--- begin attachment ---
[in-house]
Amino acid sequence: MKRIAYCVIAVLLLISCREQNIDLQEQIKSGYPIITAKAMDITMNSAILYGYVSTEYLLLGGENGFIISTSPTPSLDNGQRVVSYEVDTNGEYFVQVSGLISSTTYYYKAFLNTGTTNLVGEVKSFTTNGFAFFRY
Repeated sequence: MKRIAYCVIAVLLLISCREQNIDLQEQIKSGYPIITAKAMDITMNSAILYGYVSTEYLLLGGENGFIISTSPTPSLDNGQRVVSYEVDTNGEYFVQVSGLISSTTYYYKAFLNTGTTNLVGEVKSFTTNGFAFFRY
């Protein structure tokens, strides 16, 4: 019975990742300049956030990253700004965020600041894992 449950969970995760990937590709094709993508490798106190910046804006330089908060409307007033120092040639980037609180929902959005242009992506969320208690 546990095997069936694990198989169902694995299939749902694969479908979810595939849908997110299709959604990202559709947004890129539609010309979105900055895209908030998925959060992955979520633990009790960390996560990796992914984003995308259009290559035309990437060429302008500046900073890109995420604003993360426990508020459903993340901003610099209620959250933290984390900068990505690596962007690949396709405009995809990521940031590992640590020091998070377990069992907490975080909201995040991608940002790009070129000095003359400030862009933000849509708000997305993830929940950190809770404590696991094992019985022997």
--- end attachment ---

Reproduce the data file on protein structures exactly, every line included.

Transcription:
[in-house]
Amino acid sequence: MKRIAYCVIAVLLLISCREQNIDLQEQIKSGYPIITAKAMDITMNSAILYGYVSTEYLLLGGENGFIISTSPTPSLDNGQRVVSYEVDTNGEYFVQVSGLISSTTYYYKAFLNTGTTNLVGEVKSFTTNGFAFFRY
Repeated sequence: MKRIAYCVIAVLLLISCREQNIDLQEQIKSGYPIITAKAMDITMNSAILYGYVSTEYLLLGGENGFIISTSPTPSLDNGQRVVSYEVDTNGEYFVQVSGLISSTTYYYKAFLNTGTTNLVGEVKSFTTNGFAFFRY
């Protein structure tokens, strides 16, 4: 019975990742300049956030990253700004965020600041894992 449950969970995760990937590709094709993508490798106190910046804006330089908060409307007033120092040639980037609180929902959005242009992506969320208690 546990095997069936694990198989169902694995299939749902694969479908979810595939849908997110299709959604990202559709947004890129539609010309979105900055895209908030998925959060992955979520633990009790960390996560990796992914984003995308259009290559035309990437060429302008500046900073890109995420604003993360426990508020459903993340901003610099209620959250933290984390900068990505690596962007690949396709405009995809990521940031590992640590020091998070377990069992907490975080909201995040991608940002790009070129000095003359400030862009933000849509708000997305993830929940950190809770404590696991094992019985022997």